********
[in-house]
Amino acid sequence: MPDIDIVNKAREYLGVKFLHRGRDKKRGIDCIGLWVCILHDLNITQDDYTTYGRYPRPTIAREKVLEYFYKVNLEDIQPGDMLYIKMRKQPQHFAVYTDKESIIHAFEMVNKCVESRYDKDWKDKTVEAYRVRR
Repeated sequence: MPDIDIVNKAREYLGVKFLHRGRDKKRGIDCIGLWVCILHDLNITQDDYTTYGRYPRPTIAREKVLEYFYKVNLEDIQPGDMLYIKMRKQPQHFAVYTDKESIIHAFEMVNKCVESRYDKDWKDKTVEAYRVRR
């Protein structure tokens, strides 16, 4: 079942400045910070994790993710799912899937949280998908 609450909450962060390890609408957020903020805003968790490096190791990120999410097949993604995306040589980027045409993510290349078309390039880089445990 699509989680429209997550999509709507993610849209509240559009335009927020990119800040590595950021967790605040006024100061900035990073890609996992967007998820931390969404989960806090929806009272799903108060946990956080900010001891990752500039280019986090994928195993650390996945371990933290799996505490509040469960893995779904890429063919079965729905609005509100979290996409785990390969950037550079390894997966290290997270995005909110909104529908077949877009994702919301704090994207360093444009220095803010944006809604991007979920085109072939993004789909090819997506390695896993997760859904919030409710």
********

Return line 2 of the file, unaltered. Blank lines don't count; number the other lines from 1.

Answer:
Amino acid sequence: MPDIDIVNKAREYLGVKFLHRGRDKKRGIDCIGLWVCILHDLNITQDDYTTYGRYPRPTIAREKVLEYFYKVNLEDIQPGDMLYIKMRKQPQHFAVYTDKESIIHAFEMVNKCVESRYDKDWKDKTVEAYRVRR